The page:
Vaughn explains, “What made her stand out was her ability to play so many different styles of music. She would play stuff you had never heard of or just forgot you knew.” Beyond that, Vaughn says, “Weber is so knowledgeable about music—she has an expanded catalogue of musicians stored in her mind. She also seems to know exactly what the crowd wants to hear. She plays off of feeling, and the audience loves it.” Vaughn considers himself the “hype man” for DJ Soul Sister’s sets. “She could do it with or without me though; she’s just that talented.”
When asked about the gender disparity in the music industry Weber says, “I embrace being a woman in this male-dominated industry.” That being said, she recounted many times during her career when sound engineers assumed that she didn’t know what she was doing simply because of her gender. “You have to be assertive in order to be taken seriously in this field,” Weer explains.Due to the fact that there are less women in the DJ scene then men, women tend to be categorized as female DJs rather than just DJs. This reinforces the stereotype that a woman behind the decks is atypical. Because New Orleans mostly consists of live music, the city didn’t know what hit them when Melissa Weber entered the scene in the late 90’s. She was consistent with her mission from the start: play music that she loves and in turn, the crowd will love it too. In “Ladies’ First,” a profile on DJ Soul Sister with Medium Music, Bridgewater says that, “Gender disparities never crossed DJ Soul Sister’s path because her self-sufficiency and detailed focus didn’t allow them to.” Vaughn recounts that, “I knew a few female DJs, but they were nowhere near as interactive as she was with the crowd.”
Vaughn refers to Weber as, “Sis” which is a testament to the close bond they’ve shared for over 20 years. Today, Vaughn works as an art teacher at a local public school. They still do shows together. In fact, they recently performed together Mardi Gras weekend with Biz Markie. They’ve performed at numerous Jazz Fests over the years opening for Cee Lo Green, Sugarfoot, and Tina Louise. Vaughn says fondly of his long-time friend, “I tip my hat off to her every chance I get. I’m just grateful to be a part of what she’s doing as a musician as well as an educator of music.” Weber is a legacy amidst the New Orleans music scene for her many years of excellence as a DJ.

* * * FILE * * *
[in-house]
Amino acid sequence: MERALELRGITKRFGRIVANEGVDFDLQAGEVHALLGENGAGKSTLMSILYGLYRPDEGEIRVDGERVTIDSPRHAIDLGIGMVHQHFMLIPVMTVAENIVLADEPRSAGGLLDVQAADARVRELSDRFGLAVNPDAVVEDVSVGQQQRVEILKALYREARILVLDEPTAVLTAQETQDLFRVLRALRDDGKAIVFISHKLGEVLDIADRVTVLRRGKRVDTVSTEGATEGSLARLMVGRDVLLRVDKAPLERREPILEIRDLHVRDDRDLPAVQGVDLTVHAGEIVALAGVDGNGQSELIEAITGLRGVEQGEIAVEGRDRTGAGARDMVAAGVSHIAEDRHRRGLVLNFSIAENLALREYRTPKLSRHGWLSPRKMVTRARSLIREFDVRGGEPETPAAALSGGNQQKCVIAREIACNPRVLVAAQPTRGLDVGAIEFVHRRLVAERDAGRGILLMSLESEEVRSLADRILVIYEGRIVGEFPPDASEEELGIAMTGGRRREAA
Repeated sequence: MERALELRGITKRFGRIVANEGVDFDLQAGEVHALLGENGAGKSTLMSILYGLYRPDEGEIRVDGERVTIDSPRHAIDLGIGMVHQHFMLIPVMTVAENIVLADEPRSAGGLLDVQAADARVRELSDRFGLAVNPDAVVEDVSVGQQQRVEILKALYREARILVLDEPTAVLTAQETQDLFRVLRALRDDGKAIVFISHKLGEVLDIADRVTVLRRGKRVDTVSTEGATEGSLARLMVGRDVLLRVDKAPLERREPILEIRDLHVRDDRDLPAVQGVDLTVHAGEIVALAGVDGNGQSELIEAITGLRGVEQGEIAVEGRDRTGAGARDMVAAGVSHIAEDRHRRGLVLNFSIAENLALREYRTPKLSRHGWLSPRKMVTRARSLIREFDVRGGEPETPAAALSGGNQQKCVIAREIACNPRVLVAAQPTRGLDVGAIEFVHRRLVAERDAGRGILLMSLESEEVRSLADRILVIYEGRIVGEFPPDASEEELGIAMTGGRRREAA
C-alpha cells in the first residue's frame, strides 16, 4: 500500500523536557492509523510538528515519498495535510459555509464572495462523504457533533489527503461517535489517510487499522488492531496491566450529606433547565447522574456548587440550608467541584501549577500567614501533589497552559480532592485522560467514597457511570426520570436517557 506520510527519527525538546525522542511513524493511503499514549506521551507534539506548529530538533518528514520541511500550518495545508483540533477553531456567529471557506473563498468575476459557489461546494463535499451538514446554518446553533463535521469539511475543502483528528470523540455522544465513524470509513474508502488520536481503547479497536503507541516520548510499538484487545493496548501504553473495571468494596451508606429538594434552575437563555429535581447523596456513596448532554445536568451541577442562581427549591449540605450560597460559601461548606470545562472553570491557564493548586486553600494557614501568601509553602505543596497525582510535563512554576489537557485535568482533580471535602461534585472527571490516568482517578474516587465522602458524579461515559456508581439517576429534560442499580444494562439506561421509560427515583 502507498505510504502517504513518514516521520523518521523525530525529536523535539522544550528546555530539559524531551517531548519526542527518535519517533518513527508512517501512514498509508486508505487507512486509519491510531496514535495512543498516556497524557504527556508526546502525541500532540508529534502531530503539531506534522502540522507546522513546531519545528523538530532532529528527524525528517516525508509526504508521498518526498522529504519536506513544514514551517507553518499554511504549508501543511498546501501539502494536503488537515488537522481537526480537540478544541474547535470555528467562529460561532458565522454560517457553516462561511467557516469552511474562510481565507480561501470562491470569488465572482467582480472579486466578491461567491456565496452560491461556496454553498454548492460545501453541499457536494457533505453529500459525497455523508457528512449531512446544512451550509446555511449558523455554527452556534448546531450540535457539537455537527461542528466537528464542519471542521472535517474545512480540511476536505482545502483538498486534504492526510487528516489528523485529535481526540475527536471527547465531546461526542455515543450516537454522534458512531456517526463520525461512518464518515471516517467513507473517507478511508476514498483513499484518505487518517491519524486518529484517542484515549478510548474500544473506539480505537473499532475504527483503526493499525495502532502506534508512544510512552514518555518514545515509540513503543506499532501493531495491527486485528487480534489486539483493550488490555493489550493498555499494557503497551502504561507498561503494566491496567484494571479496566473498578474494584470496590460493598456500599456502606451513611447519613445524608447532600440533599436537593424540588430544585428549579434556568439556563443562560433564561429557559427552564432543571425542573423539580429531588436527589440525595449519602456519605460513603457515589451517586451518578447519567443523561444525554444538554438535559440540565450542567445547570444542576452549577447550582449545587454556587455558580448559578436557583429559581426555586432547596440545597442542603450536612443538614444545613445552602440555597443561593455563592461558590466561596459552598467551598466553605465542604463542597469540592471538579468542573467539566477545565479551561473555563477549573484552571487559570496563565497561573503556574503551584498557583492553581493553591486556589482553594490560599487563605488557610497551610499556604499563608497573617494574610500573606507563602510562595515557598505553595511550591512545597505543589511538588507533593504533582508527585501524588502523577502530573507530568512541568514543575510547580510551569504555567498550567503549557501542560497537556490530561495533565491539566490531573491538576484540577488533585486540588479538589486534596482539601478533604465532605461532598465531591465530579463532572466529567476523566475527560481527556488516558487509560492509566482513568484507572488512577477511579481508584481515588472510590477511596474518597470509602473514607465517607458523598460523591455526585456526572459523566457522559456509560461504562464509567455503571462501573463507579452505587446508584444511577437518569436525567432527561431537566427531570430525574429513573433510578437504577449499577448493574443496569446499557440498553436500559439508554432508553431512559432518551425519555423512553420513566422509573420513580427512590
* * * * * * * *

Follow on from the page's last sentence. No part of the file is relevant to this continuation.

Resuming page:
In addition to being DJ Soul Sister on the weekends, Weber is working towards an MA in musicology and also holds a full-time position as program manager at Tulane University. When I attended Weber’s event at One Eyed Jacks, I noticed something that I found to be quite peculiar: she was performing barefoot on stage! When asked about this, she replied, “I’m not just DJing; I’m expressing myself through music and I want people to feel it to the fullest extent. I have to be comfortable, and that means being barefoot. I don’t like shoes!”
Weber’s shows are always packed because of her unique capability of transporting you back to another era. Erika Rosner, a 21 year old student and fan, explains how a DJ Soul Sister performance is not just a music show, but rather an experience. She says, “It’s like I’ve stepped back in time when she’s on stage. A wave of nostalgia rushes over me and it feels incredible.”
When asked about her favorite part of the shows, Rosner says, “I love how she turns around and fingers through the vinyls to pick out which one she’s going to play next. It all feels very authentic. I’ve never seen another DJ do that before. DJ Soul Sister is absolutely up there as one of my favorite musicians to see live in New Orleans. What a performer!”